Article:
New York voters overwhelmingly do not want a mosque to be built near the New York City site of the September 11, 2011 terrorist strikes, according to a new poll out Tuesday.

By a 71-21 percent margin, those surveyed by Quinnipiac University agreed that the project's backers "should voluntarily build the mosque somewhere else" to accommodate the feelings of relatives of those killed in the attacks.

And 71 percent said that New York State Attorney General Andrew Cuomo should investigate the financing of the project, a community center including a mosque two blocks from "Ground Zero" where the World Trade Center towers once stood.

The study, conducted August 23-29, had an error margin of plus or minus 2.5 percentage points.

The survey found New Yorkers agreed by a 54-40 percent margin that "Muslims have the right to build the mosque near Ground Zero" -- but also agreed by a 53-39 margin that "because of the sensitivities of 9/11 relatives, Muslims should not be allowed to build the mosque near Ground Zero."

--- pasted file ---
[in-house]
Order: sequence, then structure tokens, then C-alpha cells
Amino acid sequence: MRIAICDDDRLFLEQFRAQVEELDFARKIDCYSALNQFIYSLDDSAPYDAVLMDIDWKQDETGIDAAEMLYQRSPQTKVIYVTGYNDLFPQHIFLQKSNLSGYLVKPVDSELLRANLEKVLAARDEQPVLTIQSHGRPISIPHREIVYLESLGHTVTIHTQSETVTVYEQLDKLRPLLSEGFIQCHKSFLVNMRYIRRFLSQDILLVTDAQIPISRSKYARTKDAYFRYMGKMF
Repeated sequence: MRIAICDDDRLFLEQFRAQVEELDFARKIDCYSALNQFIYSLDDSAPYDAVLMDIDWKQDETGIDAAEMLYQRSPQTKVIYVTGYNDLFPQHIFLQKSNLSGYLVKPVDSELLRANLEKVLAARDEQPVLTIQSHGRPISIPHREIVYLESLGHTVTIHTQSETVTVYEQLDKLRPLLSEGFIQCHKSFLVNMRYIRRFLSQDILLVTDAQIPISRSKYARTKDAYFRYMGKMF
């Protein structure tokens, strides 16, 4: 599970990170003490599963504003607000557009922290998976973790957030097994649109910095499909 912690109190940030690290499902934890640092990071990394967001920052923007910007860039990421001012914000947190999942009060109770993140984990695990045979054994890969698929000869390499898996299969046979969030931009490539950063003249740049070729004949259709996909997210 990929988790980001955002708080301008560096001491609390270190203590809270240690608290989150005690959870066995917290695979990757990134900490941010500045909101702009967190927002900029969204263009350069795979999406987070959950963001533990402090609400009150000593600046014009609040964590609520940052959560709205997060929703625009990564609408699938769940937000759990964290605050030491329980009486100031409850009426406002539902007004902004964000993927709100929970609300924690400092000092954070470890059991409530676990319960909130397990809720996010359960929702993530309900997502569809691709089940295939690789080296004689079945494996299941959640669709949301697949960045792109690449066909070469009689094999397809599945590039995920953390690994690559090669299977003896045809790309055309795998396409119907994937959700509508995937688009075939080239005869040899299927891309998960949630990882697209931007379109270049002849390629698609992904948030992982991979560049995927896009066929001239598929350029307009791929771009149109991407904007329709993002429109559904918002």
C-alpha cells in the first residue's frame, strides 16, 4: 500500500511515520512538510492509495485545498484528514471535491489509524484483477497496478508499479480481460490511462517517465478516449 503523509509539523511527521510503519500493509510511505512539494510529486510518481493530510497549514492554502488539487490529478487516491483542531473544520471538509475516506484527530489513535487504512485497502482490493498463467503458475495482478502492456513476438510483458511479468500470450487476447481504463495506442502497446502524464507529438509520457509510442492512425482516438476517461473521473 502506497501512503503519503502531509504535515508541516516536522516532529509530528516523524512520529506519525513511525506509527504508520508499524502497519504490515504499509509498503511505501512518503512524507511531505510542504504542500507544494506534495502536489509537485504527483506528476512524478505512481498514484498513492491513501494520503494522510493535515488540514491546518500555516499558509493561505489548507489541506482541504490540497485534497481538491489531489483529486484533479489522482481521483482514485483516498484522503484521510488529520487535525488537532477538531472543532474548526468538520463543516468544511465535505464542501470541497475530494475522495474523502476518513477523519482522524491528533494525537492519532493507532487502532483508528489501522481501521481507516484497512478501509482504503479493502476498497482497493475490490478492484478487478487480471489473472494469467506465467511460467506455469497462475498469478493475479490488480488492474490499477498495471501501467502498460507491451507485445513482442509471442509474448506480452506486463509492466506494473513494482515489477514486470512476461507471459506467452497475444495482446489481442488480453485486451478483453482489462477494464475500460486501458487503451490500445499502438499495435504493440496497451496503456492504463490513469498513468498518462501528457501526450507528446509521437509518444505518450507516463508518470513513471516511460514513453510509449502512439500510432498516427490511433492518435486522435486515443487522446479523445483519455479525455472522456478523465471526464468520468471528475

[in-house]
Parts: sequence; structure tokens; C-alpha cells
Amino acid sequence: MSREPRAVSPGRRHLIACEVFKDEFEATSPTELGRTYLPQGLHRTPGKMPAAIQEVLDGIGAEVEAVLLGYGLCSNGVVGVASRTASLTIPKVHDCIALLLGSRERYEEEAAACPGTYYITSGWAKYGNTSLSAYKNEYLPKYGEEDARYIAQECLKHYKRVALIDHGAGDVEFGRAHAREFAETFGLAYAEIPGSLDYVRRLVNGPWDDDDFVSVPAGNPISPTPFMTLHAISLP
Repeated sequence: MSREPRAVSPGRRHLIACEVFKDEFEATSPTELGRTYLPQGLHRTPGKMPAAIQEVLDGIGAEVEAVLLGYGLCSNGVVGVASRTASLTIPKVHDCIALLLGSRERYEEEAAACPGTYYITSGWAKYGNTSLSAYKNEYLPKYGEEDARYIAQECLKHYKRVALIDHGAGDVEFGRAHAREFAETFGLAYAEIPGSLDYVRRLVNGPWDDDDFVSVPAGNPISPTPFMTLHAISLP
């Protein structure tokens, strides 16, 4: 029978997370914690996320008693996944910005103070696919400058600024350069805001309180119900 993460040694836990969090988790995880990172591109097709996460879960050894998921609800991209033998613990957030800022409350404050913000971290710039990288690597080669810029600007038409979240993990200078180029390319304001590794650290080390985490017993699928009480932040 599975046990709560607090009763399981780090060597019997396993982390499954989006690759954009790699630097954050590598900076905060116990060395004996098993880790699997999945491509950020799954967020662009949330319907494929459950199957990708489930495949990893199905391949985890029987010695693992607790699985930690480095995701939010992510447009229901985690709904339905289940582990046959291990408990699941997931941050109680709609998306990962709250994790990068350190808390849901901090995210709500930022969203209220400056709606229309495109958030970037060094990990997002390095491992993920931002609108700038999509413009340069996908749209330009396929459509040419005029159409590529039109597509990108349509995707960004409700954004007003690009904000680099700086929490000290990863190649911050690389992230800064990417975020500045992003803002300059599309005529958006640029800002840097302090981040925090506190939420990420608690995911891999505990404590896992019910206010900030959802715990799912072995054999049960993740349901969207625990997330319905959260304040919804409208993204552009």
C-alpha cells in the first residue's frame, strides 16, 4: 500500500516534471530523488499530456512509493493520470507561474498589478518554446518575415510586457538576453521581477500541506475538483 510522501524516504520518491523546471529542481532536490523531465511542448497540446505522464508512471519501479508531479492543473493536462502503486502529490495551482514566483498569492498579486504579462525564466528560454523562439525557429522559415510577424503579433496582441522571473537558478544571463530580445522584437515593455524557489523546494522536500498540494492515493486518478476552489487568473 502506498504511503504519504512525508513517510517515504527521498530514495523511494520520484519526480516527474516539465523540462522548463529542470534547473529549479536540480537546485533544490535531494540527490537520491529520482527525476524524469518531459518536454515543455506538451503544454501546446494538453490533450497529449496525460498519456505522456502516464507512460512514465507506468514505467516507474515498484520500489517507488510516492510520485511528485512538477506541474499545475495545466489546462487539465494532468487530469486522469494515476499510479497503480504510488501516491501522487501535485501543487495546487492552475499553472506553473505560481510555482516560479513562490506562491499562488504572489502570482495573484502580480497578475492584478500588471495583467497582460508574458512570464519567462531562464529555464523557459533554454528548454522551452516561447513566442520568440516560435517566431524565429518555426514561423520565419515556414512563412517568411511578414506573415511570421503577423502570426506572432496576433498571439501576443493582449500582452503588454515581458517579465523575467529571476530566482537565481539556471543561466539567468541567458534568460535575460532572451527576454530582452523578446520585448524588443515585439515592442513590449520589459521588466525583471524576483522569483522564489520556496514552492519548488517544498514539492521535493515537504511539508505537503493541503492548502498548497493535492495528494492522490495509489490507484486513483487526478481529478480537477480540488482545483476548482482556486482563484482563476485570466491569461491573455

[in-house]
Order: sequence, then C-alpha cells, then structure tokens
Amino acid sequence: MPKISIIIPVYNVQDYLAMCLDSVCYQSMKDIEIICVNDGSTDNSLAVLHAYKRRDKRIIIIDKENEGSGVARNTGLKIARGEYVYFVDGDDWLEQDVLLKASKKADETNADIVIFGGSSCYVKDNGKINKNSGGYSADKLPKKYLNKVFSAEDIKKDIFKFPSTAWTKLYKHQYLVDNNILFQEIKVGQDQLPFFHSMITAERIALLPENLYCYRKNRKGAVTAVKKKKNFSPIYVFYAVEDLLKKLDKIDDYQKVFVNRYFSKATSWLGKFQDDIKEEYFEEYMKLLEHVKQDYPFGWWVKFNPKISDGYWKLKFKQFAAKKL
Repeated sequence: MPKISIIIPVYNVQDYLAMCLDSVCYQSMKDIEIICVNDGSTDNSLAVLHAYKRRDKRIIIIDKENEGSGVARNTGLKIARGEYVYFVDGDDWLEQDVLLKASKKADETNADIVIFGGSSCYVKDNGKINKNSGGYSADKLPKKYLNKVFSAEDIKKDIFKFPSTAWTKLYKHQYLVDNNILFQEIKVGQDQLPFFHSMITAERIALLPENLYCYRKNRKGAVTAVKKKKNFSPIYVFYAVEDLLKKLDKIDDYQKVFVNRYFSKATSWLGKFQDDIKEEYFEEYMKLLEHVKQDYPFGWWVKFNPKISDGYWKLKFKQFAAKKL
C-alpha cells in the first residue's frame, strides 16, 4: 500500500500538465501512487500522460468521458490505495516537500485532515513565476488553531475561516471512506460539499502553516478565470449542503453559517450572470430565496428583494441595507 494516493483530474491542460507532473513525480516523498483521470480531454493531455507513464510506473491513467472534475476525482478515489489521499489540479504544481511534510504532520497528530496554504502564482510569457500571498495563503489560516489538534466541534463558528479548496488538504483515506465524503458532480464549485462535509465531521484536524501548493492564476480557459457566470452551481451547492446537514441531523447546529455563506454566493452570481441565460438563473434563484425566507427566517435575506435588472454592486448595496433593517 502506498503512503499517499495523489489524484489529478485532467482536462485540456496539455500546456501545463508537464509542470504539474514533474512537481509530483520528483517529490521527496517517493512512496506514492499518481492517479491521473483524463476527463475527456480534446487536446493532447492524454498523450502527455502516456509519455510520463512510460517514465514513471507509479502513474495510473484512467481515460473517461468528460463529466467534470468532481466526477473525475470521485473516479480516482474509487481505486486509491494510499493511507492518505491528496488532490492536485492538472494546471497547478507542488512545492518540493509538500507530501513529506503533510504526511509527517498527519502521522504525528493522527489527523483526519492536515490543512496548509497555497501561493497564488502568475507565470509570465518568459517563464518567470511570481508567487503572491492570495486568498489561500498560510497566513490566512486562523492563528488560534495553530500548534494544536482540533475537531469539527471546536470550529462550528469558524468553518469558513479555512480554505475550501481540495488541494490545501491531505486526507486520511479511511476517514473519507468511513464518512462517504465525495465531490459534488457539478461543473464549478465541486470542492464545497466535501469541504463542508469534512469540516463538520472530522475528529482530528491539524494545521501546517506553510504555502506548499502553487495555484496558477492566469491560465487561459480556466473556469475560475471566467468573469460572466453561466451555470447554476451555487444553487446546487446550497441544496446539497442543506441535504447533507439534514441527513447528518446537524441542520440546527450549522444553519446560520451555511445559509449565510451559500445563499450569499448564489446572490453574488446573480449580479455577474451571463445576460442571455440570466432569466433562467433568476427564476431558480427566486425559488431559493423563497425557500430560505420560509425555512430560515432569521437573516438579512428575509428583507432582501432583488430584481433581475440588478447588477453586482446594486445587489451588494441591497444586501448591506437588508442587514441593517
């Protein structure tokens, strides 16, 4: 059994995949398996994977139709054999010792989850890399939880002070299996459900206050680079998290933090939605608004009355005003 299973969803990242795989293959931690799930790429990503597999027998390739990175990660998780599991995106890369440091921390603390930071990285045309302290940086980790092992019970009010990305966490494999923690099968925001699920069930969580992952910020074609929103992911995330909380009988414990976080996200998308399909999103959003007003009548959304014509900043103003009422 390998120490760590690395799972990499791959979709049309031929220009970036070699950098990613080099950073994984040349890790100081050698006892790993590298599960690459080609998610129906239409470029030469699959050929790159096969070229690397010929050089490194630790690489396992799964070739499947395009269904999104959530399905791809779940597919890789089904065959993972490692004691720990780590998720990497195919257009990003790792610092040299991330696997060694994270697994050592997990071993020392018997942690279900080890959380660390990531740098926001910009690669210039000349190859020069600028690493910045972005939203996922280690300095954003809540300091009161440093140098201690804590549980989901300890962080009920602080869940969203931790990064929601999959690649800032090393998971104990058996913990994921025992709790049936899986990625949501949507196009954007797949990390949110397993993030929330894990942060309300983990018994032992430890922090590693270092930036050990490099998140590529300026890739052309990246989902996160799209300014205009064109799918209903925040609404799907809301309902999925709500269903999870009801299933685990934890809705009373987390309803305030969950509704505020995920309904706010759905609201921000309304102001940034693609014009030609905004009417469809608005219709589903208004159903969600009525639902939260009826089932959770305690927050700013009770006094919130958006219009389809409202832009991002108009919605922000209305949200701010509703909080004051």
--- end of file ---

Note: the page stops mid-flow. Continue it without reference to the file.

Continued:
"The heated, sometimes angry, debate over the proposal to build a mosque two blocks from Ground Zero has New York State voters twisted in knots, with some of them taking contradictory positions depending on how the question is asked," said Maurice Carroll, director of the Quinnipiac University Polling Institute.

The study found that New York City voters generally hold more positive views of Islam than voters elsewhere in the state.

New York City voters say by a 62-21 percent margin that Islam is a peaceful religion, against 49-28 percent among upstate voters and 51-25 percent among suburban voters, according to the poll.

A headline for this story originally said 71% in "NYC" are against the mosque. It's actually 71% in New York state.